Holden's novels are great fun, and this one is no exception. (Maya Missani Apprentice Writer 20100430)
The perfect scandalous guilty pleasure. (Carrie In the Hammock 20100518)
An entertaining look at how life can chew us up and spit us out and yet, at the same time, we learn so much more of ourselves in the process. (Matilda Coffee Time Romance 20100518)
About the Author
Wendy Holden was a journalist for The Sunday Times,Tatler and The Mail on Sunday before becoming a full-time author. She has now published nine novels, all being top-10 bestsellers in the UK, and is married with two young children. Her novels include Farm Fatale, Bad Heir Day, Simply Divine, Gossip Hound, The Wives of Bath,The School for Husbands, Azur Like it, and Filthy Rich.See all Product Description
Top Customer Reviews
Author: Wendy holden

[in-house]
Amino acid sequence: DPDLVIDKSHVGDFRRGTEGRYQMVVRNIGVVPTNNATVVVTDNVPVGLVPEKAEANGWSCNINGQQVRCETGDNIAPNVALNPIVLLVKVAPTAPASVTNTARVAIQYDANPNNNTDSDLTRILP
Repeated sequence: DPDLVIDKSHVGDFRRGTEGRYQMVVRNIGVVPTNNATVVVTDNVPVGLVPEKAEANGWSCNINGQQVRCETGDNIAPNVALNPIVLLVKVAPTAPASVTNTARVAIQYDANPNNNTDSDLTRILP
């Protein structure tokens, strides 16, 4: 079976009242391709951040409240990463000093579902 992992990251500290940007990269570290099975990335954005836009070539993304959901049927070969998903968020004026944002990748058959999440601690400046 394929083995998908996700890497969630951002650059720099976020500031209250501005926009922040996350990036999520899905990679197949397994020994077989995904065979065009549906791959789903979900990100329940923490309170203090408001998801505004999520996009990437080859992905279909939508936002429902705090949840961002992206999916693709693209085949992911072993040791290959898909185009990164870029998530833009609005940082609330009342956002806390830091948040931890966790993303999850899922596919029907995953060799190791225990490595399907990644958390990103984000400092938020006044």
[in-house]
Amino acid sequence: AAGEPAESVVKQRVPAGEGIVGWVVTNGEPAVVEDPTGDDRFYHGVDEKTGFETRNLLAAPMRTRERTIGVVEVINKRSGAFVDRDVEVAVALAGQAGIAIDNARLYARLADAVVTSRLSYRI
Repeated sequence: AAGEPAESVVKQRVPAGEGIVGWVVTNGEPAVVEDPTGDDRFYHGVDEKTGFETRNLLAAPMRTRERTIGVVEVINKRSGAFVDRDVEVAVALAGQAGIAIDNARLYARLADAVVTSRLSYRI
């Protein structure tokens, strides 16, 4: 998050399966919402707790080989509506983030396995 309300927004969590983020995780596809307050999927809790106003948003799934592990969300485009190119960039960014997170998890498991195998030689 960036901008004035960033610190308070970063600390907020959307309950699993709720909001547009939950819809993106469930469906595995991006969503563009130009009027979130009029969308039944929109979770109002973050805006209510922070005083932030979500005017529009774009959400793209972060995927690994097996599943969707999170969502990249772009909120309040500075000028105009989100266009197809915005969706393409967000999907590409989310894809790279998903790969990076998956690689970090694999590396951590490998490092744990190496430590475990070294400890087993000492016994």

Wendy Holden's Beautiful People is a fun, witty, story about the trial and tribulations of the acting industry. There are those who are famous for their love of acting, and those who are actors because of their love for being famous. Darcy, a young British struggling actress receives a call from a Los Angeles agent wanting to put her in the next big movie. Reluctant at first, her agent convinces her that this is be the best thing for her. Once she has enough money, she will be able to pick and choose the roles she wants. At this point in her life she needs to take what she can get. While she is in Los Angeles, the newspapers turn up with photos of her boyfriend. Her boyfriend, kissing Belle Murphy, Hollywood's size zero starlet. Belle was the hottest star a year ago. After her recent million dollar movie flopped, afraid to be forgotten, she adopts an African baby to gain publicity. However, the paparazzi lost interest quick and now she is stuck with a crying infant. She has a nanny but she refuses to pay her. Belle will do anything to stay in the public's eye. She loves being famous, acting not so much...